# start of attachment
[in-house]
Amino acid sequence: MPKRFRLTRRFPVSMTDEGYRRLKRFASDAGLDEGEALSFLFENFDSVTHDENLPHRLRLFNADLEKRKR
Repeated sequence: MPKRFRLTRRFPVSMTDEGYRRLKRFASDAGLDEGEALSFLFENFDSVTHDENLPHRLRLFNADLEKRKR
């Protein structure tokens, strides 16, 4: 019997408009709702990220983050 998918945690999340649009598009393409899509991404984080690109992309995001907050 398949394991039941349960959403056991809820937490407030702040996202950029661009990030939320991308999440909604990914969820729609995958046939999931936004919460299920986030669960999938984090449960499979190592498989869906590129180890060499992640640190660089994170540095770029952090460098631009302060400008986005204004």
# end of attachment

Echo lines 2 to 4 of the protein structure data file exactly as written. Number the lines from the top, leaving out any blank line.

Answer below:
Amino acid sequence: MPKRFRLTRRFPVSMTDEGYRRLKRFASDAGLDEGEALSFLFENFDSVTHDENLPHRLRLFNADLEKRKR
Repeated sequence: MPKRFRLTRRFPVSMTDEGYRRLKRFASDAGLDEGEALSFLFENFDSVTHDENLPHRLRLFNADLEKRKR
């Protein structure tokens, strides 16, 4: 019997408009709702990220983050 998918945690999340649009598009393409899509991404984080690109992309995001907050 398949394991039941349960959403056991809820937490407030702040996202950029661009990030939320991308999440909604990914969820729609995958046939999931936004919460299920986030669960999938984090449960499979190592498989869906590129180890060499992640640190660089994170540095770029952090460098631009302060400008986005204004």